When you stay home sick, you think you are in the worst situation possible. But after you read this book, you will be thankful it is just a cold! This story is all about the slow process of the yellow fever epidemic in Philadelphia and how our entire country was affected. It was 1793, and Philadelphia was the largest city in America at that time. it was also the seat of our nation’s government. The political leaders were so spooked by the fever that they fled the town, leaving their positions unoccupied. Even our president, George Washington, left Philadelphia. At that time, Congress was housed in Philadelphia and because of the epidemic, they could not meet. This incident led to the creation of the rule that the president can convene Congress outside of the capital if the situation threatens the country’s well-being. It was amazing at how this fever made the whole country come to a standstill.
The argument between well-known doctors on treatment and causes were almost as persistent as the illness itself. The cause of the illness wasn’t found until later studies, but at the time many people thought it was because of the filth around the city of Philadelphia. There were no sewers or running water, but instead there were open ditches and wells. As the city was struck by the epidemic, they decided to do a city-wide cleanup so the disease would not continue to spread. Many of our modern city regulations on public health were a result of the changes made in Philadelphia due to yellow fever.
I recommend this book for kids in middle school who are interested in non-fiction or are looking for something new to try. I enjoyed this book because we hear about many illnesses that existed in other countries like the infamous black plague, but we normally don’t study the epidemics of our own country.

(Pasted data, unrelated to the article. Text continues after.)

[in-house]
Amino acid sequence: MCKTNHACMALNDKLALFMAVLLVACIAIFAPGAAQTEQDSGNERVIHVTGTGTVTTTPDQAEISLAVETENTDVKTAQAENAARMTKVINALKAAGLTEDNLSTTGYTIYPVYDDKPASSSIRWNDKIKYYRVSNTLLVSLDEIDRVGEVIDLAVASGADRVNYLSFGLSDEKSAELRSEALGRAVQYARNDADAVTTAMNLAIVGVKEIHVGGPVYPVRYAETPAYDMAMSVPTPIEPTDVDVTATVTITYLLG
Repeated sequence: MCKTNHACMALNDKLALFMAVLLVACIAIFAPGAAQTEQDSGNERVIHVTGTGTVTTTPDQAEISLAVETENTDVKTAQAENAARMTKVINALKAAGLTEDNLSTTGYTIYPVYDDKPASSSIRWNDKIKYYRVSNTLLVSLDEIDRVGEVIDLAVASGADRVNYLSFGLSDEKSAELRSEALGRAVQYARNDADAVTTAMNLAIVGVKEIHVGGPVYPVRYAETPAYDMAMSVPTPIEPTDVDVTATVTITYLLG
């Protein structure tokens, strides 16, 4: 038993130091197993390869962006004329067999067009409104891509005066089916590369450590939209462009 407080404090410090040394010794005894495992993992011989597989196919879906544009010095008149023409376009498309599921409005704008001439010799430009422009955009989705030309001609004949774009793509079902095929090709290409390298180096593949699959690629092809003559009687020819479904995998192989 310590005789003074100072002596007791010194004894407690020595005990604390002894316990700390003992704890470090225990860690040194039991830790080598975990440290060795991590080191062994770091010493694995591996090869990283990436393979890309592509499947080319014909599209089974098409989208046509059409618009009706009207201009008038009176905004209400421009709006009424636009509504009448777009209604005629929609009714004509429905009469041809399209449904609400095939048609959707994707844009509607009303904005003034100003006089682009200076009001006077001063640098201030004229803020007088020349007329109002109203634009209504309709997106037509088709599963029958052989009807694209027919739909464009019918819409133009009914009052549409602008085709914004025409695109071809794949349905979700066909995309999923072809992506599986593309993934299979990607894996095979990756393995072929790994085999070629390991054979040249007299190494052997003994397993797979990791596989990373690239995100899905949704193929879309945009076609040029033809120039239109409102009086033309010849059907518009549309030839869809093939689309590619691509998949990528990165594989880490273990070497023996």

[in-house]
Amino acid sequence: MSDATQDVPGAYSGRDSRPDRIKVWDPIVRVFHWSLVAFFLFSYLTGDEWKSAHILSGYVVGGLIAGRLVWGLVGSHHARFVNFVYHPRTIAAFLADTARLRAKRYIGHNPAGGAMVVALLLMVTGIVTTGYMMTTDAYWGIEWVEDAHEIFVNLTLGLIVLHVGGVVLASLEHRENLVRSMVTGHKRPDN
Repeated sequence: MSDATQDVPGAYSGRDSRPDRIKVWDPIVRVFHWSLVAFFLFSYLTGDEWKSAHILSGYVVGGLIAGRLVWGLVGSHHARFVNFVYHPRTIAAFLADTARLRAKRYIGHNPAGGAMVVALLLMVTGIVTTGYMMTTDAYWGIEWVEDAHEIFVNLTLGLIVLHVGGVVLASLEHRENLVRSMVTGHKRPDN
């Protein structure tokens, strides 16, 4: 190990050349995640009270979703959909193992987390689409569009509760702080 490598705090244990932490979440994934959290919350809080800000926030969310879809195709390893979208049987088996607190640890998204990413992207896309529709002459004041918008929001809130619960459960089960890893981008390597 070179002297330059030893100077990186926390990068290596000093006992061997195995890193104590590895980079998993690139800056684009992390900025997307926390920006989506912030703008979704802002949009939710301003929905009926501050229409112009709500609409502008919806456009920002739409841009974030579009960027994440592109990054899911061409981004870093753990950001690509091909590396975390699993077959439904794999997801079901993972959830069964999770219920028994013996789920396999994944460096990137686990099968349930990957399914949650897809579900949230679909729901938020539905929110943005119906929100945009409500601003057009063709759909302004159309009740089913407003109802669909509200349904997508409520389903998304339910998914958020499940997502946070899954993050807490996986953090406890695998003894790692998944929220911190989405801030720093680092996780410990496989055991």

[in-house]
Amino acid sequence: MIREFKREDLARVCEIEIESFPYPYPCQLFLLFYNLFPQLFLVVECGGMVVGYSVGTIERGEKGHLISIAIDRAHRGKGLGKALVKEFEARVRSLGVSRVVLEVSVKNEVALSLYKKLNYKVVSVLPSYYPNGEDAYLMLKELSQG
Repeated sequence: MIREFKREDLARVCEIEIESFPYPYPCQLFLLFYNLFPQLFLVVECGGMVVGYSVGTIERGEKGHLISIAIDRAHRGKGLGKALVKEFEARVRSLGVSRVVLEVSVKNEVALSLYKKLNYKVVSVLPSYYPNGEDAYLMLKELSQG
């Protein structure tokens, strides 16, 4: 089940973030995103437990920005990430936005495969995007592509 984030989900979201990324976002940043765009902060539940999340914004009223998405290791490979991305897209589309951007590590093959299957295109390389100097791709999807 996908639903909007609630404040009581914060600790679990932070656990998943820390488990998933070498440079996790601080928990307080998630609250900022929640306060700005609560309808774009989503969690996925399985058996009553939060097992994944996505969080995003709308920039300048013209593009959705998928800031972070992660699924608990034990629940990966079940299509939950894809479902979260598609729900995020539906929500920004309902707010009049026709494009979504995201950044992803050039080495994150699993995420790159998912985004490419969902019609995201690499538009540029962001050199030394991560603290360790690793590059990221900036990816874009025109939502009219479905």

Hi readers. Wow, what a week… it started in Serbia. Do you even know where Serbia is? Serbia is a little Balkan country bordering believe it or not, eight other small countries. We visited Belgrade the capital city. Our first afternoon we explored the old ramparts, and oddly enough there was a photographic exhibit on the USA. There was a beautiful picture from every state. Later that night went to the bohemian quarter, perfect for us, and we listened to traditional music.
Our next day we wandered and ate dinner at the coolest opera restaurant, we pulled a rope for our waiter to come and sat in a vintage opera box. At the end of the night a pianist and a violinist came and played, the violinist was hilarious.
We felt the soul of the city the minute we arrived in Krakow, Poland. There were tons of charming cafes, restaurants, and cathedrals. We stayed in the center of the Jewish Quarter which is the more bohemian, residential part of town. The days were filled with so many fun things, and a couple of very sad things, too. We zipped around town in a golf cart with a college student who told us all about their history. Did you know that at one point Poland didn’t exist and if anyone even said Poland they would be shot by a communist leader?
On the tour we went to many churches, synagogues (Jewish temples) and museums. One of the churches had a stone water fountain. If you drink from the fountain you are suppose to live for at least 100 years. We tried it, but it tasted like rotten eggs… icky!
We could see the Rocky Mountains from the window of our airplane as we arrived in Denver. We spent two great days exploring the city and then we went to the town of Golden for my cousin Ryan’s wedding. On the way we saw the Continental Divide, the line that divides the flow of water between the Atlantic and the Pacific Ocean.
We had an awesome time seeing aunts, uncles, and cousins. The wedding was at a beautiful cathedral and the reception was super exciting. We danced until midnight (well most of us did.)
BOOK NAME: National Geographic Readers: Titanic
AUTHOR: Melissa Stewart